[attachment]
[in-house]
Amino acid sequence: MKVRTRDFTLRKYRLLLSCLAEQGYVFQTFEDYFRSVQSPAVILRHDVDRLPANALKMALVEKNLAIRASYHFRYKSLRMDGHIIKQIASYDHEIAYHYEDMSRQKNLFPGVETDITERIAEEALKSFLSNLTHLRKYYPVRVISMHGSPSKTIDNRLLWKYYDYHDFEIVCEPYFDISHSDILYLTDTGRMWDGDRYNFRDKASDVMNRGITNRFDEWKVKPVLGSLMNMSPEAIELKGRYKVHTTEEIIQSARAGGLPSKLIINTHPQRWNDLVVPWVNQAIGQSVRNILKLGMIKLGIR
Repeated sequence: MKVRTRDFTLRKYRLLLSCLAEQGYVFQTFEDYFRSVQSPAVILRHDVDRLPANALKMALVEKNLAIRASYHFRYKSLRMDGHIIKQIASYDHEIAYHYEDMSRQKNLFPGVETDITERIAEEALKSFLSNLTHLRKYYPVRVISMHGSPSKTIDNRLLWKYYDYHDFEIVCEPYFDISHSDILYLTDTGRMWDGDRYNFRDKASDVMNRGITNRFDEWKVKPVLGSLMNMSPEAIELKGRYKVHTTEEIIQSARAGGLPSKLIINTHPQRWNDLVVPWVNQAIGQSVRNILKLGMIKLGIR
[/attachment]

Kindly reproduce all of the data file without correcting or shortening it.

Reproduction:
[in-house]
Amino acid sequence: MKVRTRDFTLRKYRLLLSCLAEQGYVFQTFEDYFRSVQSPAVILRHDVDRLPANALKMALVEKNLAIRASYHFRYKSLRMDGHIIKQIASYDHEIAYHYEDMSRQKNLFPGVETDITERIAEEALKSFLSNLTHLRKYYPVRVISMHGSPSKTIDNRLLWKYYDYHDFEIVCEPYFDISHSDILYLTDTGRMWDGDRYNFRDKASDVMNRGITNRFDEWKVKPVLGSLMNMSPEAIELKGRYKVHTTEEIIQSARAGGLPSKLIINTHPQRWNDLVVPWVNQAIGQSVRNILKLGMIKLGIR
Repeated sequence: MKVRTRDFTLRKYRLLLSCLAEQGYVFQTFEDYFRSVQSPAVILRHDVDRLPANALKMALVEKNLAIRASYHFRYKSLRMDGHIIKQIASYDHEIAYHYEDMSRQKNLFPGVETDITERIAEEALKSFLSNLTHLRKYYPVRVISMHGSPSKTIDNRLLWKYYDYHDFEIVCEPYFDISHSDILYLTDTGRMWDGDRYNFRDKASDVMNRGITNRFDEWKVKPVLGSLMNMSPEAIELKGRYKVHTTEEIIQSARAGGLPSKLIINTHPQRWNDLVVPWVNQAIGQSVRNILKLGMIKLGIR